THE CODE OF CONDUCT
By Jorge Maspons
Part 1 of 3
This is the first of two articles where I will attempt to explain the six articles that make up the Code of Conduct of our own Armed Forces. This is one of the first things I had to learn upon my enlistment and training in the United States Army. Every member of my basic training company in Fort Polk, Louisiana had to memorize this important guide as we began our military career.
As a soldier in our military forces, it is my first and most important mission to protect my home land both in war and peace. But it is also my duty to protect my country in a prisoner of war camp should I be captured by the enemy and to conduct myself in an honorable and patriotic way. The purpose of my articles is to explain some of the hardships and risks we assume as member of the US Armed Forces.
This "Code of Conduct" goes back to the days of the American Revolution and has been developed as the years have passed and as Americans have shown courage in the middle of adversity. The experiences of our soldiers have contributed to the formation of this code which has been revised from time to time. I think it would be good for everyone to know a little about the risks of serving in the Armed Forces.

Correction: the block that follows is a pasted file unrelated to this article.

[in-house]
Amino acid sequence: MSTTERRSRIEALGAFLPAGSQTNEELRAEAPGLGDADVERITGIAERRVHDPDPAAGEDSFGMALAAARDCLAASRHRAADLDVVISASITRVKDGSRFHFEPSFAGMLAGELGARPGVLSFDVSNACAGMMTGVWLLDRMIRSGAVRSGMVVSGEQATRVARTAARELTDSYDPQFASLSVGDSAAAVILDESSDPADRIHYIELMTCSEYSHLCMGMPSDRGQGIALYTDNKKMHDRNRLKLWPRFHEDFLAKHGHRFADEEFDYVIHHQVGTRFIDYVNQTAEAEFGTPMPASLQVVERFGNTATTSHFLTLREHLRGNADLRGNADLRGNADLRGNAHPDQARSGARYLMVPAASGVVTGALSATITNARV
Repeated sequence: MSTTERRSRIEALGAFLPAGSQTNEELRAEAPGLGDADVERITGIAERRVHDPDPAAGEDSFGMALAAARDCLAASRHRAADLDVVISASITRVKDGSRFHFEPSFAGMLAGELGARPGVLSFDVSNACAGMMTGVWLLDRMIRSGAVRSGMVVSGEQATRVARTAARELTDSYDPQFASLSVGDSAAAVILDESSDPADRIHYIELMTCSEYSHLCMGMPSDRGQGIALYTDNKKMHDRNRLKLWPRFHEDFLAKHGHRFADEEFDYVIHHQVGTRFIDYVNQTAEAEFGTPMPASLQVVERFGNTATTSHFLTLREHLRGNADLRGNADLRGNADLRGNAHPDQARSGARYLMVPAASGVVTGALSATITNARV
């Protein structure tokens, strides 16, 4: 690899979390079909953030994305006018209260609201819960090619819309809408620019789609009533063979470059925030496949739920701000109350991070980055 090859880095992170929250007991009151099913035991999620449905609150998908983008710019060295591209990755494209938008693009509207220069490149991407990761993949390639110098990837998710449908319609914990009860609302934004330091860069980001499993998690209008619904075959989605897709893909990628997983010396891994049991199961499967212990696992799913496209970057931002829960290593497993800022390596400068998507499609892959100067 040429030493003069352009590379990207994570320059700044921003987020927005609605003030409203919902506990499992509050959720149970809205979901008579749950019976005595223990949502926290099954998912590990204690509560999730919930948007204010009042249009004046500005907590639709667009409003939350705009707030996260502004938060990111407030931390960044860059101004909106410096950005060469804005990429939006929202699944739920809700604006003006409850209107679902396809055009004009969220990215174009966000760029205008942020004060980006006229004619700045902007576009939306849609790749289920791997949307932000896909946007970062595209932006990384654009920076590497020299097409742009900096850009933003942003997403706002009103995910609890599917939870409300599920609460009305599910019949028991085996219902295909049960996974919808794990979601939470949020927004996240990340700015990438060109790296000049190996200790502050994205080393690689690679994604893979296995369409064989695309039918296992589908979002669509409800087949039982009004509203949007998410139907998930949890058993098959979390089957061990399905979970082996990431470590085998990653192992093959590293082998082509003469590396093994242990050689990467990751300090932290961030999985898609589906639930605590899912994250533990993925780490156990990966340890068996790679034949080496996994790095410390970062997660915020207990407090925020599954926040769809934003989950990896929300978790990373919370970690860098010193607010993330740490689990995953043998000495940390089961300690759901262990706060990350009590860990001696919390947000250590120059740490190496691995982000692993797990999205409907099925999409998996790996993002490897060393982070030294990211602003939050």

The obligations that we assume as members of the Armed Forces are the result of the traditional values which we have experienced as a nation in this land of freedom where we find the highest example of liberty. The Declaration of Independence and the Constitution of the United States are the basis for these values. We have pledged to defend these values so well expressed in those two documents and this Code of Conduct express our obligations toward our country and fellow servicemen in a special way.
Likewise, just as my responsibility to my country under this Code, the United States also have a responsibility to keep faith with me and to be by my side as I take part in the defense of the nation. If someone is unfortunate enough to be captured become a POW (prisoner of war) he must have the assurance that his loved one will be taken care of and that our country will not abandon us. Furthermore, we must trust and believe that our government will do everything possible to gain our release.